Escape road threatened, geothermal wells to be killed as lava approaches h gas l gas unterschied

#

In a related development, authorities announced they are moving forward with a plan to kill three active geothermal wells on the Puna Geothermal Venture site by injecting them with cold water and sealing them with iron plugs. Tom Travis, administrator of the Hawaii Emergency Management Agency, said the effort to pump cold water in the wells could begin as early as today or Wednesday.

“Our way forward is to kill — and maintain kill — on all of the geothermal wells,” he said. That involves using the weight of the cold water to suppress steam and hot water in the wells, and then installing plugs into the wells. Until the plugs are installed, cold water will need to be injected repeatedly, he said.

The PGV plant, which had supplied an estimated 25 percent of the island’s energy, was shut down soon after the Leilani Estates lava outbreak began May 3. Travis said it is possible that the wells could be made functional again, but “that’s a question for another day.”

“Our first and foremost priority is to ensure that we can keep the community safe,” Ige said. “If that means we have to fly in and expedite the equipment, then we’re going to do it.” The news that the wells would be killed was greeted with relief by some.

Cindy Mata, a Nanawale Estates resident, said she doesn’t believe the geothermal plant had the proper closing procedures in place and moved too slowly to remove explosive pentane gas. She said the plant shouldn’t be allowed to operate after this threat passes because of the time it took for them to remove the gas after the first fissure.

That highway is the highest-­capacity route in and out of the Kalapana area, serving the communities of Kaimu, Opihikao and the Seaview Estates and Black Sand Beach subdivisions, but state officials announced May 7 that it was closed between Pahoa and Old Kalapana Road because of widening cracks in the pavement at mile markers 14.4 and 14.6.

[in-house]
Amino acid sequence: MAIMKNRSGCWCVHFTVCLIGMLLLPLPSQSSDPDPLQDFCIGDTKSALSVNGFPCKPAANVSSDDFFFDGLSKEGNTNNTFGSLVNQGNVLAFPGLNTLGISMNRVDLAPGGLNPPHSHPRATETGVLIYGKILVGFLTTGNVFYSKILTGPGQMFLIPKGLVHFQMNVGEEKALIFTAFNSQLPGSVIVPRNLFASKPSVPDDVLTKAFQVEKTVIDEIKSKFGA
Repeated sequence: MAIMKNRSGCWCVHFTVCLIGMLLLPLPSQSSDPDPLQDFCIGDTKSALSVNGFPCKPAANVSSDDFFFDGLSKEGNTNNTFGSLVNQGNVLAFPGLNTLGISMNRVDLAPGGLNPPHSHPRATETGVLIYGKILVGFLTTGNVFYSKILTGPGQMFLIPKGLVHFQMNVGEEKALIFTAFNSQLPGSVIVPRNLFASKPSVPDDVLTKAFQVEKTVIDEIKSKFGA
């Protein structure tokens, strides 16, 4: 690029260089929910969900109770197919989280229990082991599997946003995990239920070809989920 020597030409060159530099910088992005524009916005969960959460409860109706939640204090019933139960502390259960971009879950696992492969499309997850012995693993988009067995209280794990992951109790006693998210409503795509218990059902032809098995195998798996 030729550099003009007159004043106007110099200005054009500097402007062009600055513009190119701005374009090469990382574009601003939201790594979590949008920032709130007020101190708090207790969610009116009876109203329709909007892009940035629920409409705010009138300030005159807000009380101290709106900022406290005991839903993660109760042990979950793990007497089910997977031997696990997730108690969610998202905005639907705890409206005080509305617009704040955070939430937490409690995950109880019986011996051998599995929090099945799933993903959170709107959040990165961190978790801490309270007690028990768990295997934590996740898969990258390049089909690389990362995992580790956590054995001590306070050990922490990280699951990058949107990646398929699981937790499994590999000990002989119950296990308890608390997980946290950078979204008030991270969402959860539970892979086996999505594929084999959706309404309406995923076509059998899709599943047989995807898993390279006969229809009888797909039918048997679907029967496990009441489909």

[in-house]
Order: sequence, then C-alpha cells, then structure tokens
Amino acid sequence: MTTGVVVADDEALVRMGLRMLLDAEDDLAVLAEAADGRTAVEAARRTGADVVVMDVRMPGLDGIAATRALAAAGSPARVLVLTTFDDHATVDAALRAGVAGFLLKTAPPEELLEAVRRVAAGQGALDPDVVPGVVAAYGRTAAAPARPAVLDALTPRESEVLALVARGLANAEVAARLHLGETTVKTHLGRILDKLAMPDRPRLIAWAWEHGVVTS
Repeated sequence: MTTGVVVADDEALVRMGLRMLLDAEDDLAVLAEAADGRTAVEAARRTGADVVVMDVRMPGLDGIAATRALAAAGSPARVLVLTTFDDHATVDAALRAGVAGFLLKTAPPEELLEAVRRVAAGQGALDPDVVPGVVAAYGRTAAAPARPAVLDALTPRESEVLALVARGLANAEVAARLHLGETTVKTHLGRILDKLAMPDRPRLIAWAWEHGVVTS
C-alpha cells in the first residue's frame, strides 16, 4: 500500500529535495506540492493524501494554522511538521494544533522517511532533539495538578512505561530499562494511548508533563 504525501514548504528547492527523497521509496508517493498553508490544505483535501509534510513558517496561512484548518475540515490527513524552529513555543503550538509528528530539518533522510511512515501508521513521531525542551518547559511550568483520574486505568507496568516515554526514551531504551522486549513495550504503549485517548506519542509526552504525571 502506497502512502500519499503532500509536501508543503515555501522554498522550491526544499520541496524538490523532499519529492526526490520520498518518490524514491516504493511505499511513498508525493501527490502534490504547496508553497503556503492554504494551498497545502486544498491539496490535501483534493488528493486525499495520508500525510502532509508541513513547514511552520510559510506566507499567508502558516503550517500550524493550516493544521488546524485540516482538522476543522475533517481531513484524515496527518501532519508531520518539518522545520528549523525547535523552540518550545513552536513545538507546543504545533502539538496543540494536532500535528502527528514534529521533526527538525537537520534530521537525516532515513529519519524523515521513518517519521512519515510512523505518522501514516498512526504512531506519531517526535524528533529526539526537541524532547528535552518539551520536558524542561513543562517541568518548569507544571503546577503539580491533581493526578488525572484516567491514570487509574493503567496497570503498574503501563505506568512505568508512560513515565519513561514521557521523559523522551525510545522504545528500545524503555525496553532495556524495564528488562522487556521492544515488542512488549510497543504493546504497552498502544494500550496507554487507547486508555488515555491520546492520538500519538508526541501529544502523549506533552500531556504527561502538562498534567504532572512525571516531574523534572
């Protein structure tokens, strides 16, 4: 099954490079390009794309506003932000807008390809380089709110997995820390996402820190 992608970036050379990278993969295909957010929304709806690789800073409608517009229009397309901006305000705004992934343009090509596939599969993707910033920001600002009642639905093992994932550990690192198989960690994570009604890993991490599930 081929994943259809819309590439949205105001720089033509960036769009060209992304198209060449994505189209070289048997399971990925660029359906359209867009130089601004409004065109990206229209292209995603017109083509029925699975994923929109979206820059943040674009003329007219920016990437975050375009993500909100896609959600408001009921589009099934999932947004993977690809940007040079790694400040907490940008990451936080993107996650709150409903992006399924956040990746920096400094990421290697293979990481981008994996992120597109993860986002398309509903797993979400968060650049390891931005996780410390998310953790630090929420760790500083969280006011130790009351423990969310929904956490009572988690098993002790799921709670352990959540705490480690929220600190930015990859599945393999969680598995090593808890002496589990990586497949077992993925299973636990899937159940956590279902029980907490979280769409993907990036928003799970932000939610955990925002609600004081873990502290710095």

However, on Monday USGS scientists reported lava from Fissure 17 appeared to be moving along the southern edge of a 1955 lava flow, which may be effectively steering the fresh lava to the east and Highway 137. “Now that we see the risk extending towards (Highway) 137, if that gets cut off, then the route has got to go back to (Highway) 130 again,” Sniffen said. “So, we’re looking at options to minimize any risk at 130.”

Another possibility would be to use prefabricated concrete slabs that can resist heat of up to 2,000 degrees to build a bridge over any hazard that threatens Highways 130 or 137, and there’s also the possibility of reopening Chain of Craters Road leading to Hawai‘i Volcanoes National Park, he said.

Civil Defense officials announced that the Hawaii County Fire Department detected high levels of sulfur dioxide gas Monday afternoon from fissures in the southeastern area of Lanipuna Gardens, which already was under a mandatory evacuation. Authorities, however, warned anyone who remained behind of immediate health danger — including choking and inability to breathe.

The National Weather Service issued an alert through Monday evening for residents in southern areas of the Big Island who could be affected by “very light ashfall” from Halemaumau Crater on Kilauea’s summit, which released a burst of volcanic emissions at about 9 a.m. Monday that was visible on satellite and web cameras.